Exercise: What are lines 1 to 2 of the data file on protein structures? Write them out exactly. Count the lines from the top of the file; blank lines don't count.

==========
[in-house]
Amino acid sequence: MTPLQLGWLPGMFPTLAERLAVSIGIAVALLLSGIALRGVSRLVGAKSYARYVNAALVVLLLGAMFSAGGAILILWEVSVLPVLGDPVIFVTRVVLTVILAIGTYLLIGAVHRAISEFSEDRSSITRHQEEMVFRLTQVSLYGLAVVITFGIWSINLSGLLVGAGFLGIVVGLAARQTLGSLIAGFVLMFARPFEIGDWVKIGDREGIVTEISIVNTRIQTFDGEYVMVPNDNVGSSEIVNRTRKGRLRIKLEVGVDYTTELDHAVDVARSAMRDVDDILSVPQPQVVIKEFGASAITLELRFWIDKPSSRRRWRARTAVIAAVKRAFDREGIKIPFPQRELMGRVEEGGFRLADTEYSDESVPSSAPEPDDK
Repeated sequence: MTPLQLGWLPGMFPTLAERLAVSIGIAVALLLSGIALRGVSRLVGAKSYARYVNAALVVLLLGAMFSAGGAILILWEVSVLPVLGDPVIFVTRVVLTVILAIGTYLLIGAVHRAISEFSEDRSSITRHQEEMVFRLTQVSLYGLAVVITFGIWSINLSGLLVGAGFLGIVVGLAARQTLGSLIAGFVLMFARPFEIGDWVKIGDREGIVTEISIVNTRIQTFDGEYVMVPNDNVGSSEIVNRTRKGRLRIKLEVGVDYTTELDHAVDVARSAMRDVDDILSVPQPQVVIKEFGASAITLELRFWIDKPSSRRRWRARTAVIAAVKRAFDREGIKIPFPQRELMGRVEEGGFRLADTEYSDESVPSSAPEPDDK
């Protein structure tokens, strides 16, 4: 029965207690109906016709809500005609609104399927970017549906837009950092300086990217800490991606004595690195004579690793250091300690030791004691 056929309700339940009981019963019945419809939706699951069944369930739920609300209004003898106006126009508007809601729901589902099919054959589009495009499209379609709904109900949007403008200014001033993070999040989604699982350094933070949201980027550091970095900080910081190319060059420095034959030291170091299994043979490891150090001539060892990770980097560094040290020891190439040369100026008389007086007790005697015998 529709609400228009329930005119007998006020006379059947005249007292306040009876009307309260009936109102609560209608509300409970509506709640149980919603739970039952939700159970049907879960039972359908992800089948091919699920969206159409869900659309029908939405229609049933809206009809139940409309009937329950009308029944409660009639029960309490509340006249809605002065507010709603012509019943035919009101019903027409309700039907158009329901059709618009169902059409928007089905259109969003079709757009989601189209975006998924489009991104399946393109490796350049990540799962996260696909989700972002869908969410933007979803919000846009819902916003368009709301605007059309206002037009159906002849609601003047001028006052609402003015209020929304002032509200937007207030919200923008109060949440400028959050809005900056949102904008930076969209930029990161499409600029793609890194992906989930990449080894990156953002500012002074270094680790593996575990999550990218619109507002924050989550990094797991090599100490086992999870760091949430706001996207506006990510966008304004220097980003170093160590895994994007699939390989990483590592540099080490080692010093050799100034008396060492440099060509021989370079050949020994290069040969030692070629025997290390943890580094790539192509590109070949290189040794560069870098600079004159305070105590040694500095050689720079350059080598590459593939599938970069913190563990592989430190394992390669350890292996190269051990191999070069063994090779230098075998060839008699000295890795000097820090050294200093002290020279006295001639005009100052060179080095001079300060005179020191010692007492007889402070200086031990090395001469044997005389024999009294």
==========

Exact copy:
[in-house]
Amino acid sequence: MTPLQLGWLPGMFPTLAERLAVSIGIAVALLLSGIALRGVSRLVGAKSYARYVNAALVVLLLGAMFSAGGAILILWEVSVLPVLGDPVIFVTRVVLTVILAIGTYLLIGAVHRAISEFSEDRSSITRHQEEMVFRLTQVSLYGLAVVITFGIWSINLSGLLVGAGFLGIVVGLAARQTLGSLIAGFVLMFARPFEIGDWVKIGDREGIVTEISIVNTRIQTFDGEYVMVPNDNVGSSEIVNRTRKGRLRIKLEVGVDYTTELDHAVDVARSAMRDVDDILSVPQPQVVIKEFGASAITLELRFWIDKPSSRRRWRARTAVIAAVKRAFDREGIKIPFPQRELMGRVEEGGFRLADTEYSDESVPSSAPEPDDK